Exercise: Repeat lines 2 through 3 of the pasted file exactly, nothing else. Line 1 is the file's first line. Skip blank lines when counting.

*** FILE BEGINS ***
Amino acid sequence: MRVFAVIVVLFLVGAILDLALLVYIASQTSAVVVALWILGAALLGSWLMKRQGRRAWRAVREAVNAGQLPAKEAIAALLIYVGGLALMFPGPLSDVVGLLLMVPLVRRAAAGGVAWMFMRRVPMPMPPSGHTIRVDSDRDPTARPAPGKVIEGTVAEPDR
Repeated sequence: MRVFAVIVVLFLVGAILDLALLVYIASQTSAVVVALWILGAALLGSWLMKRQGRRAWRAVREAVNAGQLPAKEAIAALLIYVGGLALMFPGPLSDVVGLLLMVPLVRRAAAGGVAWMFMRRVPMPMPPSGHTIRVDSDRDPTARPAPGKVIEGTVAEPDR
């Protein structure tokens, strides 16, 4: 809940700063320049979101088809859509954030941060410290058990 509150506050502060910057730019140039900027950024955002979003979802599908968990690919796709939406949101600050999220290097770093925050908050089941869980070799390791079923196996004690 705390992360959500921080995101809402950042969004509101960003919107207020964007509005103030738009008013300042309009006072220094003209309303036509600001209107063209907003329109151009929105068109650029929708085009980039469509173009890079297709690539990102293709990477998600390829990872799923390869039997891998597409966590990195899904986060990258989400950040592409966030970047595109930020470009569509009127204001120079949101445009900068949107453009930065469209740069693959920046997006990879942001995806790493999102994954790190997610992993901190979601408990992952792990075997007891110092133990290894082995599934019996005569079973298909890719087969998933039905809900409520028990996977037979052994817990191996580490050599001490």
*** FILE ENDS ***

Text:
Repeated sequence: MRVFAVIVVLFLVGAILDLALLVYIASQTSAVVVALWILGAALLGSWLMKRQGRRAWRAVREAVNAGQLPAKEAIAALLIYVGGLALMFPGPLSDVVGLLLMVPLVRRAAAGGVAWMFMRRVPMPMPPSGHTIRVDSDRDPTARPAPGKVIEGTVAEPDR
């Protein structure tokens, strides 16, 4: 809940700063320049979101088809859509954030941060410290058990 509150506050502060910057730019140039900027950024955002979003979802599908968990690919796709939406949101600050999220290097770093925050908050089941869980070799390791079923196996004690 705390992360959500921080995101809402950042969004509101960003919107207020964007509005103030738009008013300042309009006072220094003209309303036509600001209107063209907003329109151009929105068109650029929708085009980039469509173009890079297709690539990102293709990477998600390829990872799923390869039997891998597409966590990195899904986060990258989400950040592409966030970047595109930020470009569509009127204001120079949101445009900068949107453009930065469209740069693959920046997006990879942001995806790493999102994954790190997610992993901190979601408990992952792990075997007891110092133990290894082995599934019996005569079973298909890719087969998933039905809900409520028990996977037979052994817990191996580490050599001490």